The team's acoustic cloaking device is detailed in a letter published in the journal Nature Materials.

Source: Duke University

About the Author
Darren Quick Darren's love of technology started in primary school with a Nintendo Game & Watch Donkey Kong (still functioning) and a Commodore VIC 20 computer (not still functioning). In high school he upgraded to a 286 PC, and he's been following Moore's law ever since. This love of technology continued through a number of university courses and crappy jobs until 2008, when his interests found a home at Gizmag.   All articles by Darren Quick
7 Comments

Wow, this has the potential to piss off a lot of bats & dolphins! Great work guys! ☺

MzunguMkubwa
12th March, 2014 @ 06:35 am PDT

Wow! This reminds me of working with Pierre Heftler, the Ford Family Attorney who put up Ren Cen in Detroit and was on many of the Boards in town. He had a masters in EE and worked on Sonar in WWII in similar attempts concerning Sonar. Apparently the issue was Submarines in the Channel and apparently the Germans were working with rubber coatings with slots to absorb the ping.

Pete was concerned about the Ford Auditorium In Detroit and to my surprise he hired Dr. Vern Knudsen from Berkley, (I believe) and P.H. Parkin from London. It turned into a very interesting project of controlling Sound waves and it was a delight to see Dr. Knudsen clap his hands to "read" a space to determine how to control the sound within it.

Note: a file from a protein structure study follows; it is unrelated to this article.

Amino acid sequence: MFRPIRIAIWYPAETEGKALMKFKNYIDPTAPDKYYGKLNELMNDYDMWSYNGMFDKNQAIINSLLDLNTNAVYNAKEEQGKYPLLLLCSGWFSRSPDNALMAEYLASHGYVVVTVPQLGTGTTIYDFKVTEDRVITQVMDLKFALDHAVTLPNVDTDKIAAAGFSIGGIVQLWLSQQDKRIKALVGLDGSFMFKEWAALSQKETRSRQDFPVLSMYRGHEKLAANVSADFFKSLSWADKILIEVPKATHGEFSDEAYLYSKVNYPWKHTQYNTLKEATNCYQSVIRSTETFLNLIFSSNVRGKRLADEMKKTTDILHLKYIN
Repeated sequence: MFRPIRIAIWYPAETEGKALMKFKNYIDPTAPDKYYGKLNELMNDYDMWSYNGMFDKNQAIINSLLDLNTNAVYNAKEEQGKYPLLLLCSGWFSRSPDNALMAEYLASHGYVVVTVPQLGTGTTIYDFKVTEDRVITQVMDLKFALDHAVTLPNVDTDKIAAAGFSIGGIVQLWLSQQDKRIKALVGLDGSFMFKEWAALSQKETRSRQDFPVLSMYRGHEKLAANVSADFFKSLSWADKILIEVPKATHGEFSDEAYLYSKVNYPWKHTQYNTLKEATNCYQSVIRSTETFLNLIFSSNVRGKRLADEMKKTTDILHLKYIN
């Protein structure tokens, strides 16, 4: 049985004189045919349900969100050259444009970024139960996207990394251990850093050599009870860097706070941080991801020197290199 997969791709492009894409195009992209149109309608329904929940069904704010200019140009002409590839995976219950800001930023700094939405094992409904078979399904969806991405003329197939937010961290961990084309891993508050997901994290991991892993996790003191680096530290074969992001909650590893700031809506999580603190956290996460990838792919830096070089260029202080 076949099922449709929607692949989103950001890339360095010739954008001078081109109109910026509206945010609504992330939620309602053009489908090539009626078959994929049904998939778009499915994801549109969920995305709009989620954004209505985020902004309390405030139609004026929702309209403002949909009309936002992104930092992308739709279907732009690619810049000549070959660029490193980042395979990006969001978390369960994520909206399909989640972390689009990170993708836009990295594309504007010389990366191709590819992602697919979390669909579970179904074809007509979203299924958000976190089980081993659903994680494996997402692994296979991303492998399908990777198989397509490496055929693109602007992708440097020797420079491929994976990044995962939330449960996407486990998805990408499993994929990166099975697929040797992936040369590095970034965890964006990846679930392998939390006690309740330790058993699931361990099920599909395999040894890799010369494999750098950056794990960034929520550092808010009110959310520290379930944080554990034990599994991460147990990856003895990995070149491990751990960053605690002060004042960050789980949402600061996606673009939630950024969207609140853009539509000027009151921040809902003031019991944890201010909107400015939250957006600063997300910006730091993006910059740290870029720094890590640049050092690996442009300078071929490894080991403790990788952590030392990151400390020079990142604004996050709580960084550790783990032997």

To be sure, there were folk trying to promote assisted resonance but Pete would have none of it. And insisted on the Pure transmission of sound. This was a most interesting and clever project and it was unbelievable for me to sit in Pete's home in Grosse Pointe and watch him calculate the cables, and design a hoist mechanism for it including the gear ratios and winch design strictly and accurately in conversation only... no sketches, no slide rule... strictly from the mind.

Bravo and great advance!

The story of the Demise of the Auditorium is both sad and disgusting illustrating what happens when lesser lights start meddling.

Bill Dickens, Architect

Lewis M. Dickens III
12th March, 2014 @ 08:55 am PDT

I feel like I've seen this structure before somewhere. But in building form. And sometimes on the cover of National Geographic.

Daniel Gregory
12th March, 2014 @ 12:51 pm PDT

i didn't hear about this, first, here

ash
12th March, 2014 @ 05:10 pm PDT

Buck Henry is probably a little bummed. He missed it by THAT much. Not the Cone of Silence, but the Pyramid of Silence.

Gadgeteer
12th March, 2014 @ 05:12 pm PDT

Very cool stuff, but with the shape of the surfaces and the myriad tiny and precisely spaced holes of these metamaterials being so critical, won't dust and other airborne contaminants degrade their performance? And unfortunately, dust and gunk seem to be at least as inevitable as death and taxes...

xenocog
14th March, 2014 @ 06:59 am PDT

"The results showed that the acoustic cloak made it appear as if the sound waves were being reflected off a FLAT SURFACE with no sign the sphere was there."

The above is quoted from the article. If so they went to a lot of trouble for nothing. They could use a simple cube or box with FLAT SURFACES.

Critical Condition
18th March, 2014 @ 09:38 pm PDT